- Energy performance clock is ticking for landlords
Energy performance clock is ticking for landlords
Forthcoming regulations will forbid the letting of commercial buildings below a minimum energy performance rating after 2018.
David Fairley partner in our building consultancy team and accredited non-domestic energy assessor, considers the potential impact for commercial landlords and possible ways forward in improving the energy performance of their buildings.
Under the 2018 Energy Performance Certificate (EPC) Minimum Standards Regulations landlords will only be able to let properties if they have achieved a minimum EPC rating band of E. Figures suggest that 18% of commercial property in the UK currently has an EPC rating of F or G, and a further 20% has a rating of E.
Under Section 49 of the Energy Act 2011, landlords will be prohibited from letting (but not selling) any property that does not meet the minimum energy performance standard (MEPS) by 1 April 2018. The bill was introduced to try and speed up energy-efficiency upgrades in the non-domestic sector. It means landlords with properties which have an EPC rating of F or G, will only be able to let the property after they have carried out improvements to bring it up to the minimum EPC rating band of E.
It is estimated that buildings account for around 40% of the EU's total energy consumption and 43% of the UK's total carbon-dioxide emissions.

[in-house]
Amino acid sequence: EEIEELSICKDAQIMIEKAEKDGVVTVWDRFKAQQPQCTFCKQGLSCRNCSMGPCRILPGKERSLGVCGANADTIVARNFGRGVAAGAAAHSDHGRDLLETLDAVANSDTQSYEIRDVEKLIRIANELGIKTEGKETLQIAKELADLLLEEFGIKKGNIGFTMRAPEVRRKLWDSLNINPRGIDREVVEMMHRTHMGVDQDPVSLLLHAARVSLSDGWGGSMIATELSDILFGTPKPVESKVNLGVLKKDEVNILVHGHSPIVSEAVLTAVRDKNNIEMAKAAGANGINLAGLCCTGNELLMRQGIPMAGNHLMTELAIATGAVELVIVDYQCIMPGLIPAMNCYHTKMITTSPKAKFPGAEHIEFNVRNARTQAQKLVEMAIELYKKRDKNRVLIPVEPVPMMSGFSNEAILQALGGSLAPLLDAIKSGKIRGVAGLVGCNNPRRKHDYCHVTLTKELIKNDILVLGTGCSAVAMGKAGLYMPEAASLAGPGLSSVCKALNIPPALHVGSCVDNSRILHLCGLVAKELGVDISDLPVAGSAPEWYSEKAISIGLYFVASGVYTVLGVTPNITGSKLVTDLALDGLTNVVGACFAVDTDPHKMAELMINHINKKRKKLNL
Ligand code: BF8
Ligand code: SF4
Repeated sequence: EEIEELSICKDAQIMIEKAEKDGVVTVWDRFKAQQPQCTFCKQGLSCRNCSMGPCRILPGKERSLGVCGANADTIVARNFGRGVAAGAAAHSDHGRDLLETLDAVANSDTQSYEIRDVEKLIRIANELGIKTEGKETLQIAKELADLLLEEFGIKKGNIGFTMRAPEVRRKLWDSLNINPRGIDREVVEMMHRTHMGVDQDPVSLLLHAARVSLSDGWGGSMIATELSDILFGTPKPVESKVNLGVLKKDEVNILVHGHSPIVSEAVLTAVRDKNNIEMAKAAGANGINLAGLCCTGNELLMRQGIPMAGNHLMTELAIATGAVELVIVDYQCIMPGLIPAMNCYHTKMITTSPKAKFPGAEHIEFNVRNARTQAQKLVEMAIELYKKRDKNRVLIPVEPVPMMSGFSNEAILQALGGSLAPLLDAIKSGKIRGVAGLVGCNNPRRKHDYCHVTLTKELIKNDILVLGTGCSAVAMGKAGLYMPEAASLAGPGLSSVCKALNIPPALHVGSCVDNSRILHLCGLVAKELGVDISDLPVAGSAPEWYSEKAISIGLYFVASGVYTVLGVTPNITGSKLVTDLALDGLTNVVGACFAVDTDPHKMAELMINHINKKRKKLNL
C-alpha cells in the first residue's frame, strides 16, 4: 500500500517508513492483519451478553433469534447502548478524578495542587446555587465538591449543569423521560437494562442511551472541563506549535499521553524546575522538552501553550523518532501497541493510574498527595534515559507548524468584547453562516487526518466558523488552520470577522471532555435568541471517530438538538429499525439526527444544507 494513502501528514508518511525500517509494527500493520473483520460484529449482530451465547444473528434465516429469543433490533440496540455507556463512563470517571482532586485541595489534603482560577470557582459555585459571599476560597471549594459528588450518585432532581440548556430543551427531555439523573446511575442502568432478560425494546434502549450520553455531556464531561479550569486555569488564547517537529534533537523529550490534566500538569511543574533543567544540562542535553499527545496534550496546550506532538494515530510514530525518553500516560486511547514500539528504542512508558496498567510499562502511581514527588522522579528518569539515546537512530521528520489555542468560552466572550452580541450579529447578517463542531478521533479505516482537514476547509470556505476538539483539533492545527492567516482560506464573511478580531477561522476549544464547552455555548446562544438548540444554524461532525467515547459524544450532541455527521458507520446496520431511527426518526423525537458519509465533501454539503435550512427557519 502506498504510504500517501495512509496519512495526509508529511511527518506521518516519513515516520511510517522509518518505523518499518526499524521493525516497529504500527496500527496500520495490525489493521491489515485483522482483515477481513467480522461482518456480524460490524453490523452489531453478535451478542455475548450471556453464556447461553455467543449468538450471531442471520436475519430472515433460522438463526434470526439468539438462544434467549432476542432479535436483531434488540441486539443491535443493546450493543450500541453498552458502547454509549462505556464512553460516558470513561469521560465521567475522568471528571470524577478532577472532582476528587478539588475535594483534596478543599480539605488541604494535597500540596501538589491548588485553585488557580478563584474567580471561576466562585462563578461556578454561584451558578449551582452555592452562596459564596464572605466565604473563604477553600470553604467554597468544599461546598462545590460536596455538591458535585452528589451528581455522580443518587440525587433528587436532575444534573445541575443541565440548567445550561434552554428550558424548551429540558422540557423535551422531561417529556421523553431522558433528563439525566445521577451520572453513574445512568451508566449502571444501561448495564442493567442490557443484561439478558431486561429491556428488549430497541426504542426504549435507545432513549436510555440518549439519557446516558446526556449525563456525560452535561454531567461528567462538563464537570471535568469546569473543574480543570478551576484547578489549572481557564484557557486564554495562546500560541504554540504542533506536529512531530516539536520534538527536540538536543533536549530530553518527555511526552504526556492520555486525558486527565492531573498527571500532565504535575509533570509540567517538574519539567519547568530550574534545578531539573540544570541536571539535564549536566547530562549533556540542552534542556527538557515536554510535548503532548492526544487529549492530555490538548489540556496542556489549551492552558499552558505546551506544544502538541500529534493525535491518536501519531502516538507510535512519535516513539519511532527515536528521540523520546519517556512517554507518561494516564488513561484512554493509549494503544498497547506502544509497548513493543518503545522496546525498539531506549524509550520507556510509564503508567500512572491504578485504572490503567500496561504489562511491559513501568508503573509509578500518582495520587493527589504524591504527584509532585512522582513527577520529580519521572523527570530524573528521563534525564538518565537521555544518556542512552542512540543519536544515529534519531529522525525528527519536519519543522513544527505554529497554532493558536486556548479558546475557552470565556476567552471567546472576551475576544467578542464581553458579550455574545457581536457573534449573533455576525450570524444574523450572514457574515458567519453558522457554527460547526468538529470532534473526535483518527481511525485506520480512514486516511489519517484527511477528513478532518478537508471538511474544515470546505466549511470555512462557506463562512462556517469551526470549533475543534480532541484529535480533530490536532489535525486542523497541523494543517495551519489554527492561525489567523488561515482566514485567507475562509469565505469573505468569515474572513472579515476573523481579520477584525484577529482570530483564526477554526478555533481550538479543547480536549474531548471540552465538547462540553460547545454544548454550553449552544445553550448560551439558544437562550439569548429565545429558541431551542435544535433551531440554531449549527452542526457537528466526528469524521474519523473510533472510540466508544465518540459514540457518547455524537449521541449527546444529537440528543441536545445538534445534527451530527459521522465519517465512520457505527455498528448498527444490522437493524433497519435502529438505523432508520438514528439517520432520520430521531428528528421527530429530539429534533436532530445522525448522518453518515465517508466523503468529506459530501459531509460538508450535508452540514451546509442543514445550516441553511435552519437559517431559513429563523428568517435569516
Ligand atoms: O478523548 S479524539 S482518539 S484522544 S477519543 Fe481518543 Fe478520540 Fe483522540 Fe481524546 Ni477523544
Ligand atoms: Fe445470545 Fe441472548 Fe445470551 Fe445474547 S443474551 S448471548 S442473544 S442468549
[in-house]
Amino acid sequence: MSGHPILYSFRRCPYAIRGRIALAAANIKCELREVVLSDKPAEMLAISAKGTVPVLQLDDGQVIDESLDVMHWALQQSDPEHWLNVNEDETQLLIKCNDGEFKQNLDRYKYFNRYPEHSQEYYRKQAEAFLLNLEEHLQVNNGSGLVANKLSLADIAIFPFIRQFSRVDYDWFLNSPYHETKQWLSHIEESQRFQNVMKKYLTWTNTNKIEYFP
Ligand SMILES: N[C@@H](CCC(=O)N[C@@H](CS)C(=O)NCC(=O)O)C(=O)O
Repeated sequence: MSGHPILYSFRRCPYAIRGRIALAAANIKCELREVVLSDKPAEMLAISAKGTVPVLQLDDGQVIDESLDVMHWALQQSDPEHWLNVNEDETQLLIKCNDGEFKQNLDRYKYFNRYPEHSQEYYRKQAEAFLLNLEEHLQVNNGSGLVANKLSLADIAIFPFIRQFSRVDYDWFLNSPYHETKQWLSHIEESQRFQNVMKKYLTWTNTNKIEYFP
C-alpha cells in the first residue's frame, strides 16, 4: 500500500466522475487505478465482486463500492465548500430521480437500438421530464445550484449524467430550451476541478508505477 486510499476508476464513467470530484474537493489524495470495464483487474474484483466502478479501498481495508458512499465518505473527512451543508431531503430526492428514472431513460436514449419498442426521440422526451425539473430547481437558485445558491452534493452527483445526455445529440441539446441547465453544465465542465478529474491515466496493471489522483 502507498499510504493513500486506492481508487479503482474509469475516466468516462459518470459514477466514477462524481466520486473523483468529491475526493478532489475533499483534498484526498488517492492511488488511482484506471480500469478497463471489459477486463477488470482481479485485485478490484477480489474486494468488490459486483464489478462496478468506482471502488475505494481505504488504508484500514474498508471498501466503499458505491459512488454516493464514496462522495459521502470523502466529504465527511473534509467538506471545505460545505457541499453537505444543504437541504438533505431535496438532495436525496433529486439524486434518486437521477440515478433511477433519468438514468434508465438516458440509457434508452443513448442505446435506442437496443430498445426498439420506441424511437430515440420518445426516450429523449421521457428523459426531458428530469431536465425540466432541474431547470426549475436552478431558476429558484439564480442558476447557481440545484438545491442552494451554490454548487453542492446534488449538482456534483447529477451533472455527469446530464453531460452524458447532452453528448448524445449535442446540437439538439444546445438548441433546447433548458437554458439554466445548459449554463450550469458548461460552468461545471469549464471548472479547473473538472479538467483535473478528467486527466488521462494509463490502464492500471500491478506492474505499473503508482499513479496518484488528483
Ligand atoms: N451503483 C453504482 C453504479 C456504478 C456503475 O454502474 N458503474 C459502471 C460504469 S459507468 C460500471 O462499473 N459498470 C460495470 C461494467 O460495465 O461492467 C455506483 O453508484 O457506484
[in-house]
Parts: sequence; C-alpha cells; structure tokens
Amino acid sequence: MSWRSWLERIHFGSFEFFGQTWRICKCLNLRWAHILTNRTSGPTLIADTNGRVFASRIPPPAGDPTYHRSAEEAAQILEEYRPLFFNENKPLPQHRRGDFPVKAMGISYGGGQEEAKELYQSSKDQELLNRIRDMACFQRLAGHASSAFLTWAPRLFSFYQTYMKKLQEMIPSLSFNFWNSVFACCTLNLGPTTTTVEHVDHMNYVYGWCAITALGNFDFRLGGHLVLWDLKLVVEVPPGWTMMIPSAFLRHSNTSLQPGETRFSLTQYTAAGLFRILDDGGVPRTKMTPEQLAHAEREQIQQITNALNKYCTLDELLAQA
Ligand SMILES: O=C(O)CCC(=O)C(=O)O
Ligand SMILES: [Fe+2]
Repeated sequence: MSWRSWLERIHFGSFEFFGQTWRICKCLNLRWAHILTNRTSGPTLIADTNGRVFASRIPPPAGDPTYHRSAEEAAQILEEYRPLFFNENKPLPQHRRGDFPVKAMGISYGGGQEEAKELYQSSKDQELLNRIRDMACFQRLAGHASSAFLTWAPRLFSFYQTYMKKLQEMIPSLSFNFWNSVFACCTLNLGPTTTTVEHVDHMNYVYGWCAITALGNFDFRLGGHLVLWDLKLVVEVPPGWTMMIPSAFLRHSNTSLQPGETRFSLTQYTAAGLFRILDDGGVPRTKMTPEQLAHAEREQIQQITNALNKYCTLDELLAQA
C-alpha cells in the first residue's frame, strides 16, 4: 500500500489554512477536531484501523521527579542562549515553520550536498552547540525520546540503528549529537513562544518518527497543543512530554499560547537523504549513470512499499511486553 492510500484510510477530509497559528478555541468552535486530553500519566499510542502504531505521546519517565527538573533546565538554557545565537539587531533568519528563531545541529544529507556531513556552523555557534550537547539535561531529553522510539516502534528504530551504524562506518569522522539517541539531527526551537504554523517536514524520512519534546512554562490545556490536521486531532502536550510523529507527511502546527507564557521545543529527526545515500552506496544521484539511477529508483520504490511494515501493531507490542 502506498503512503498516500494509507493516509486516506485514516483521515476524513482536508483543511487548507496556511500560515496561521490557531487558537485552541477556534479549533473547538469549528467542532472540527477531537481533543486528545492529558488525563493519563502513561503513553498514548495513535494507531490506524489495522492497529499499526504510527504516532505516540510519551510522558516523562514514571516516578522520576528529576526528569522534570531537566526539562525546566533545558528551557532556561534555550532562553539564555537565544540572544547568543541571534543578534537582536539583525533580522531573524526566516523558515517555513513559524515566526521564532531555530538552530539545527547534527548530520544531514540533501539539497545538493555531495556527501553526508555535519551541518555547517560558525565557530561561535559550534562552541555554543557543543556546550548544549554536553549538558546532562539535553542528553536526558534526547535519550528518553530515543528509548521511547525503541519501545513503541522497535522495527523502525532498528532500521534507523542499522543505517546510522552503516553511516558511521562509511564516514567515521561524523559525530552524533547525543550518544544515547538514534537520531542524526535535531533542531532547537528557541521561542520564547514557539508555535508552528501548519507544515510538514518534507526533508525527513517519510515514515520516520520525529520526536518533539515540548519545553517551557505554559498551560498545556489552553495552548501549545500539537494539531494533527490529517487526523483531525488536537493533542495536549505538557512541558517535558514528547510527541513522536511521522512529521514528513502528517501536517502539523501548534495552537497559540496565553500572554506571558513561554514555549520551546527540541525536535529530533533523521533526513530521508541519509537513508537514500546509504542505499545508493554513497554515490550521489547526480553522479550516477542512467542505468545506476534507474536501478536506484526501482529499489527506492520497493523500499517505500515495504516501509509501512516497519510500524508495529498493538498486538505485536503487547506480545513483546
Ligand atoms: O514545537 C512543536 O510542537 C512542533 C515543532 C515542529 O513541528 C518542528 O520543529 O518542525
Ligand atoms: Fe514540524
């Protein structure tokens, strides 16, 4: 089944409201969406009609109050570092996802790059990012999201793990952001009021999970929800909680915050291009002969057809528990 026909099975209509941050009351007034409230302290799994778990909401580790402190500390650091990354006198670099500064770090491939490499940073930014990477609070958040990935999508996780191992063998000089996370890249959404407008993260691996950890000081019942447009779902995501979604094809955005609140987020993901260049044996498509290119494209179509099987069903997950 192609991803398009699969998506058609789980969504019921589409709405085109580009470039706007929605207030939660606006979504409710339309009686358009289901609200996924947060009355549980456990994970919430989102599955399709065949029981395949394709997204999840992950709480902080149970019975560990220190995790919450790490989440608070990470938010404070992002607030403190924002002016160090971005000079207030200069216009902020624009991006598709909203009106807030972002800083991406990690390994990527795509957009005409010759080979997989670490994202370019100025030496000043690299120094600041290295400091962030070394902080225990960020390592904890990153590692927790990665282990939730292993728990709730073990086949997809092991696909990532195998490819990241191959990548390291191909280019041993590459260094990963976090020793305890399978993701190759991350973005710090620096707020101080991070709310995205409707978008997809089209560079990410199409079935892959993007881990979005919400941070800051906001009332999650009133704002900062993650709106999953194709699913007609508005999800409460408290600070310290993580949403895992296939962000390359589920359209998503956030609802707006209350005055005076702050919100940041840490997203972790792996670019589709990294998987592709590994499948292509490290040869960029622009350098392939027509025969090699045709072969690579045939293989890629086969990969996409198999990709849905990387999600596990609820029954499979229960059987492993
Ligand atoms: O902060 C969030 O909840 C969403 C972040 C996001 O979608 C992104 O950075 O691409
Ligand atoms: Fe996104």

It is clear that the 2018 EPC minimum standards regulations will have significant implications for landlords and occupiers who wish to assign or sub-let space. Most notably, it will be impossible to market properties with F and G ratings unless they are upgraded to meet the minimum standards. Whilst further clarification is required on the transactional trigger for minimum energy standards, it is likely that they will apply to all lettings and re-lettings, including sub lettings and assignments.
However, there are further implications too. The impact on valuations of such properties is likely to be affected, with a significant diminution in their value. Rent reviews for properties of an F or G rating are also likely to be affected.
Although the regulations are to be brought into force from 1 April 2018, the Government is proposing several instances where a landlord may be exempt from compliance and therefore able to legally let a property with an EPC rating below the minimum requirements.
A landlord will be able to claim an exemption if third-party consent is denied from tenant, lender, planning authority or a higher landlord/ freeholder, and will have six months to comply with the regulations or register an exemption following lease renewals. The exemption is also only available if the proposed energy-efficiency improvements would have a negative impact on the value of the property. There is also dispensation if all the improvements that are possible to be undertaken at no upfront cost to the landlord, such as those that can be completed through a Government finance arrangement, still do not lift the EPC rating above the minimum requirements.
In accordance with the procedures currently in place for EPCs, the enforcement of the MEPS regulations will be via local Trading Standards Officers. The level of penalty has not yet been disclosed but is likely to reflect the rateable value of the property, with fines in the region of £5000 to £150 000, depending on the length of the non-compliance and the rateable value of the property. There will also be a penalty of £5000 for providing false or misleading information to the exemptions register.